Even when the Atlanta Falcons win these days, it still feels like a loss, at least if you have a Twitter account.
If you don’t, spare yourself from the ninth level of Dante’s Falcony Inferno. If you’re just watching the game itself, you reasonably see a Falcons team in transition, one that can flash and frustrate in equal measure. They’re not world-beaters, but they can win games. They’re not ready to compete against the best in the league, but they’re not bad enough to lose to the Jacksonville Jaguars. They’re figuring things out, but they’re not there yet.
It’s not to suggest the gripes against this new regime are invalid — the team is struggling to run and pass the ball of late, the defense is prone to letting up explosive plays at the drop of a hat, the team is sitting on its hands when it comes to adding free agents to help its depleted receiving group, even if it would only be to steady the passing game until the end of the year.
The two monstrous losses to the Dallas Cowboys and New England Patriots didn’t really do much to endear the fanbase to the new guys, and beating a lowly team like the Jags won’t move the needle much. It’s, in the end, irrelevant to the team’s fortunes what its fans think of it (unless they en masse protest attending games, which has never happened), but it sure does make life a lot easier if we all just have a “Come to Freddie Falcon” about where this team is right now and why it’s okay that they’re not always okay.
There needs to be a coolant sprayed on the anger right now at the fact that the Falcons aren’t really a good team. They’re streaky and mediocre, held back by some mixed coaching and a roster that’s not ready to really go blow-for-blow with the NFL’s best. Trying to suggest that new head coach Arthur Smith isn’t making mistakes would be silly; of course he is. From his strange use of Feleipe Franks as an offensive weapon to his occasional situational blunder, Smith is a flawed coach figuring things out in his first year on the sideline.
Dean Pees, the wily veteran defensive coordinator, isn’t getting much run out of a very aggressively average defense with few consistently bright spots. Expectations set Pees as the savior of the Falcons defense, but even he can’t do much about the talent drop-off from his previous stops. Those “quick fix” hopes probably were a bit unfounded despite Pees’ pedigree.
The roster is a sore spot. Unless Cordarrelle Patterson is healthy, opposing defenses can key in on Kyle Pitts and leave the Falcons offense relying on one of the weakest position groups in football, excluding Patterson and Pitts, of course. The offensive line is inconsistent despite sound play from Chris Lindstrom and Jake Matthews. At this point in his career, Matt Ryan can only do much if pass rushes are collapsing in on him and guys aren’t open.
The defense? Well, you know. A.J. Terrell’s emergence as one of the best corners in football, Jaylinn Hawkins’ breakout season and the surprise of Anthony Rush are positive storylines, and you knew Grady Jarrett would ball out. Other than that, you’ve seen some good, some bad, some in the middle. It’s not the worst defense in football, but one held together by youth and financial restriction. That dire cap situation the team was in this spring shows when the defense looks so uninspired, and Terry Fontenot’s drafted players are taking the time they need to learn on the job. No one’s hitting the ground with ease on defense.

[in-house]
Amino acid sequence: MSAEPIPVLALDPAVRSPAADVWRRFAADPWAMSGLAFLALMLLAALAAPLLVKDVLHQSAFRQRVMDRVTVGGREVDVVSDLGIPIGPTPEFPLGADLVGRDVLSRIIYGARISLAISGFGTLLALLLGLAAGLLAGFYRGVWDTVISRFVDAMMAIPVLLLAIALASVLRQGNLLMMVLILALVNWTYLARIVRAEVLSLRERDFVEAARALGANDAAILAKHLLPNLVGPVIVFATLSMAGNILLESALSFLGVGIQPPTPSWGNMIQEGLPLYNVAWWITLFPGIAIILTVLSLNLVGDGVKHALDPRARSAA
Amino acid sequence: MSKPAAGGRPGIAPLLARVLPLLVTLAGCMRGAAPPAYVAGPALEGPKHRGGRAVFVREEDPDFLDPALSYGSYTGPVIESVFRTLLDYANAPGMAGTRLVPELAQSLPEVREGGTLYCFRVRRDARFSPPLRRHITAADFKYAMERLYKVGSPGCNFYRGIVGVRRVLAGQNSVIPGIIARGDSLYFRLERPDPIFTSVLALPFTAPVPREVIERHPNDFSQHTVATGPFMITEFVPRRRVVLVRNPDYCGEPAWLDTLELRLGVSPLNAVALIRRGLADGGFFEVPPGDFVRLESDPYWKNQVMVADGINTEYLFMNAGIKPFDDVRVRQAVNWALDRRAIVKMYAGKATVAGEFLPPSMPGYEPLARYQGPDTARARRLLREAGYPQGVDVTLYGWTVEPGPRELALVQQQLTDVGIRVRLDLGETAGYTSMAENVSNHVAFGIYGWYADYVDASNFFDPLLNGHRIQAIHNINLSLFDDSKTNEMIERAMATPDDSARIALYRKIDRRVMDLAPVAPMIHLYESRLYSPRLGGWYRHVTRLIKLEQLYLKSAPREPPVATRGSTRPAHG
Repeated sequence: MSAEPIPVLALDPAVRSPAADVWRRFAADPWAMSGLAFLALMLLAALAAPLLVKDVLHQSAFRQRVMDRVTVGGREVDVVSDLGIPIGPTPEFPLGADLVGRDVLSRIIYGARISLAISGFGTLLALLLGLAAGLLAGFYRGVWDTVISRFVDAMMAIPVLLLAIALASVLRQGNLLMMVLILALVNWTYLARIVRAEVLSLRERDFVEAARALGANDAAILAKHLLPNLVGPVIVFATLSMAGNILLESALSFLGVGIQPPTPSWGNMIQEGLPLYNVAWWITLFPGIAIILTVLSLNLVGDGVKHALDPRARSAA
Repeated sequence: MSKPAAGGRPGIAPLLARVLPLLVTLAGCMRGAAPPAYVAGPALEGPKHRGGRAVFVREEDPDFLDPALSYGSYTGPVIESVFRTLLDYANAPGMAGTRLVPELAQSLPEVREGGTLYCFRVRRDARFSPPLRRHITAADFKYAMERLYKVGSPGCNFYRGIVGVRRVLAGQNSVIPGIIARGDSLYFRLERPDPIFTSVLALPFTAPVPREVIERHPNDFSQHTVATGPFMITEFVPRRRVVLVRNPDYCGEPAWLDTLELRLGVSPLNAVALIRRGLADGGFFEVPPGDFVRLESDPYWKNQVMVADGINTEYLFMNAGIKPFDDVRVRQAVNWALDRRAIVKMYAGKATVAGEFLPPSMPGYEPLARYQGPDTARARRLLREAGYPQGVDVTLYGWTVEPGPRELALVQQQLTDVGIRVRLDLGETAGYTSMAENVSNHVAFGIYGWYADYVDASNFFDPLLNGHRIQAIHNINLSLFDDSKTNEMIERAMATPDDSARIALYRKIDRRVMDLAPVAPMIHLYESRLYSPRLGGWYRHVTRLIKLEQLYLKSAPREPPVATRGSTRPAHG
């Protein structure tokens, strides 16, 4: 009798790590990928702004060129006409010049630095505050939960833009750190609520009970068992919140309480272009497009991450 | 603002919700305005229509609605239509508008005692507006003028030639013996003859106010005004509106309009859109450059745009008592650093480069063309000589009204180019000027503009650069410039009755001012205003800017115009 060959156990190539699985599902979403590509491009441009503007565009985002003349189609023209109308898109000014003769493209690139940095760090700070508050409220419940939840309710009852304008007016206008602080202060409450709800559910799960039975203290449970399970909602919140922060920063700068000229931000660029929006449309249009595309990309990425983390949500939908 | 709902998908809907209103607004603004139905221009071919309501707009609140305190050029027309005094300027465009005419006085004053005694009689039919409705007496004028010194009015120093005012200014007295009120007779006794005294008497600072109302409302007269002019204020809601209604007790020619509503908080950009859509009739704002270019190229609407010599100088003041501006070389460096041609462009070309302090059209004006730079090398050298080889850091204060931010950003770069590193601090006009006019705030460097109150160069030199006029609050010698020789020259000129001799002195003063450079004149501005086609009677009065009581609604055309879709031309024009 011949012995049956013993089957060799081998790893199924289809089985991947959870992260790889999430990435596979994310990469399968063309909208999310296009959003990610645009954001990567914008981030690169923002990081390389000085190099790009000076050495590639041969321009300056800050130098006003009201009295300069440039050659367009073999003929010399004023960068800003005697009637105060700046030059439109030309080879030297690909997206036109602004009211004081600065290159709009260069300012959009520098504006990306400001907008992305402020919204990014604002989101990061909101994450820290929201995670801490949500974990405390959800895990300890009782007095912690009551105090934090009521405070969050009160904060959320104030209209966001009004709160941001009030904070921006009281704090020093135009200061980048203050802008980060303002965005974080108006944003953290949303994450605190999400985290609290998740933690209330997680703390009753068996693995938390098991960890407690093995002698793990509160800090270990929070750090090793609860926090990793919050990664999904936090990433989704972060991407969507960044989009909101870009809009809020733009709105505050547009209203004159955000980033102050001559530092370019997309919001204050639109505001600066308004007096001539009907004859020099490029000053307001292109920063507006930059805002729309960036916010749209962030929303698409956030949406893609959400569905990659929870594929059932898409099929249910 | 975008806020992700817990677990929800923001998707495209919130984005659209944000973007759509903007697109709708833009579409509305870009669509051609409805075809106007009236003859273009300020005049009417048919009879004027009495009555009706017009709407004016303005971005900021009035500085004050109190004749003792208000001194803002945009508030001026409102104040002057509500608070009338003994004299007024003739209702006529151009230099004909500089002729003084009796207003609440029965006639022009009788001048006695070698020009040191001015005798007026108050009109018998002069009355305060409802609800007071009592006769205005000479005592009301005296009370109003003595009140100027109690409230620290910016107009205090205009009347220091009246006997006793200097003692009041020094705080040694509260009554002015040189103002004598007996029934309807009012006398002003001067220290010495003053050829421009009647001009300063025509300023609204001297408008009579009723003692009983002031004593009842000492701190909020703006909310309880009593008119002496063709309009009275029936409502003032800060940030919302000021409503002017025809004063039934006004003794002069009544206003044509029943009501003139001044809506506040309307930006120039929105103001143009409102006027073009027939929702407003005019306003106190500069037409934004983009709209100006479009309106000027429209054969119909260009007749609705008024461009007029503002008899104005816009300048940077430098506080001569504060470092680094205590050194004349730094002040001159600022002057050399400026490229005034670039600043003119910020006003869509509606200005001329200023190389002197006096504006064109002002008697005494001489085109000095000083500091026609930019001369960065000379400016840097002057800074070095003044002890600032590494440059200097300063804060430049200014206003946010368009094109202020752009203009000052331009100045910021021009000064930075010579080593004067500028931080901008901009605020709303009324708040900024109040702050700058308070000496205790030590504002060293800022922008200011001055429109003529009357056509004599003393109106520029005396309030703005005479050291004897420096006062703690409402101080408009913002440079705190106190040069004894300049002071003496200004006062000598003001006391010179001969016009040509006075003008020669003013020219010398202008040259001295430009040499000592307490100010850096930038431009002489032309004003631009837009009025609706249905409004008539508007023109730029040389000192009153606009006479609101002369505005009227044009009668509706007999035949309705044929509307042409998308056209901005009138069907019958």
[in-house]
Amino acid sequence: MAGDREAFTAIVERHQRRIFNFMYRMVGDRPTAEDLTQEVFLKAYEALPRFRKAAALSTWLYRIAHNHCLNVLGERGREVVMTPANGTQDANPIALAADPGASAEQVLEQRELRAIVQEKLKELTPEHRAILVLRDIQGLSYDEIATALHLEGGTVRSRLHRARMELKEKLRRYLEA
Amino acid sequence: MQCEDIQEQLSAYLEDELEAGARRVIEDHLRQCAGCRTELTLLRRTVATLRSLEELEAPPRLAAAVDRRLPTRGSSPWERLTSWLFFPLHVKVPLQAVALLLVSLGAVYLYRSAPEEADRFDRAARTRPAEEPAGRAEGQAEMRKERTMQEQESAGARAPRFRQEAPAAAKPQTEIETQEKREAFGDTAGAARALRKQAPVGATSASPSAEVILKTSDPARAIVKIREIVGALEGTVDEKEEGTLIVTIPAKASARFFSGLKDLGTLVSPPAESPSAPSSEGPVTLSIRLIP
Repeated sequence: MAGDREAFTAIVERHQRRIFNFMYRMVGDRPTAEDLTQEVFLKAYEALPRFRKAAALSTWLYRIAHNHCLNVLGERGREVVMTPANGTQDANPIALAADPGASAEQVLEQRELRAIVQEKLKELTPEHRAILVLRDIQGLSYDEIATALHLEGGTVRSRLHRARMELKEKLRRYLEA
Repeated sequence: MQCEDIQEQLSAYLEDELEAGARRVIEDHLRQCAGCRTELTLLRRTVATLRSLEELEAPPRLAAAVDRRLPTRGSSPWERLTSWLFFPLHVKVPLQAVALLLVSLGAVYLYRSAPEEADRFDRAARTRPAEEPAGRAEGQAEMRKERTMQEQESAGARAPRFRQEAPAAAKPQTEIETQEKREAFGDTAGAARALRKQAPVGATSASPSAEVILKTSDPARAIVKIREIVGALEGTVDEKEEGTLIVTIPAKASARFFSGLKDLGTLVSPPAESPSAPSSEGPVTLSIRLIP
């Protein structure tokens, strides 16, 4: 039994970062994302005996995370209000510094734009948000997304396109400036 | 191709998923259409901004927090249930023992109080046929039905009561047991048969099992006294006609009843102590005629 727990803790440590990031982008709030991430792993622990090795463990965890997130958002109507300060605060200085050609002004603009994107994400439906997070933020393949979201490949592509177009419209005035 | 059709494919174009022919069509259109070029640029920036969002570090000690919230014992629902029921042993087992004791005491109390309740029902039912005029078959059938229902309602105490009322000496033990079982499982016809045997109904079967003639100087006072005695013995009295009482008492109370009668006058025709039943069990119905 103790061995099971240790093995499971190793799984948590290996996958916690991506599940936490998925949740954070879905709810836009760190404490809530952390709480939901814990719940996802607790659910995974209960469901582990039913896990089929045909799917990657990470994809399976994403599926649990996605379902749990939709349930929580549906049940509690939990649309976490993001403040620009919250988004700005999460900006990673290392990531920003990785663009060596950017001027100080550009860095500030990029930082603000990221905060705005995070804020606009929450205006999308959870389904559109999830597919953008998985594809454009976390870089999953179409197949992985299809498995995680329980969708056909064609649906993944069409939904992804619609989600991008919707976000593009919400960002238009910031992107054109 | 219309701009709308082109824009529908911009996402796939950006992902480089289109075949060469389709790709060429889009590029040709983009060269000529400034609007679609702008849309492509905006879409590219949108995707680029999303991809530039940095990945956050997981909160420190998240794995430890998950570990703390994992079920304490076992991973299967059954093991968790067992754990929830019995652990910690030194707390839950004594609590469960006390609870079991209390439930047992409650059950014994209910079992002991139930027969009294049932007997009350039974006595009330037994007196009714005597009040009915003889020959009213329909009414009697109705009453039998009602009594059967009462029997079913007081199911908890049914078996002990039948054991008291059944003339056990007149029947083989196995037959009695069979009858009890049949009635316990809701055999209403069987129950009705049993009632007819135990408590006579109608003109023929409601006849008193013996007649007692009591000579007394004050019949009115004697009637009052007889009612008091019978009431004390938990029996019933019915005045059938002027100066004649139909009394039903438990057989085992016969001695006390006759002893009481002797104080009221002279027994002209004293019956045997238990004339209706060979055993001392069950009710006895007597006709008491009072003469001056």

All of that shows why this team isn’t producing at the level anyone would hope. They’re not ready yet. When you pick in the top-5 of the NFL draft in the spring, you rarely are hyper-competitive in the fall. Why can’t this regime get some time to figure things out? Why do the hot takes have to spread like wildfire? Clearly, Arthur Blank is too smart to read much into what’s happening right now, and despite some galaxy-brained aggressions, this coaching staff and front office will definitely be there next year, and probably for the next few years at least.
Even if the team isn’t great right now, suggesting they’re no better now than they were last year is silly. Arthur Smith’s offense is in its first year, can execute in the red zone and is sorely limited in personnel; Dirk Koetter’s offense was dated and jaded. This team was and continues to be hamstrung by the failures of yesterday, failures that won’t get fixed overnight.
To suggest this team is stuck in the snow with no way of getting out is just not it. If you’re hoping that the team cleans house this winter, you’d best put your hope in them cleaning out an equipment room closet. This iteration of the team is already better than last year’s in the win department and is showing the growth that seemed impossible in the last regime.
The Falcons are “playoff contenders” in the same vein that Zaxby’s is “fried chicken.” Yes, in name it is, but to anyone who’s actually had real fried chicken, it just doesn’t meet the cut. The Falcons sneaking in for a late playoff spot is fool’s gold; they’d be a quick exit under most circumstances. That doesn’t mean really anything for the future; it’s just an indicator that they’re a fringe contender in every sense of the phrase. They’re a mediocre squad that has a lot of things to grow on in the future.
Are there hard decisions to be made? Sure there are. Are there mistakes to be made? Probably, it’s the NFL. Can this team get back to being a real playoff contender? You betcha. Will it happen in the window of instant gratification? It never does.
The best thing of all of us is just to focus on the positives, be fair in our critiques and just hope for the best. This new group seems to be building to something better down the road, so the best plan of action is just to hope that the flashes become sustainable in 2022 and beyond. There’s been nothing shown in 2021 to suggest they can’t.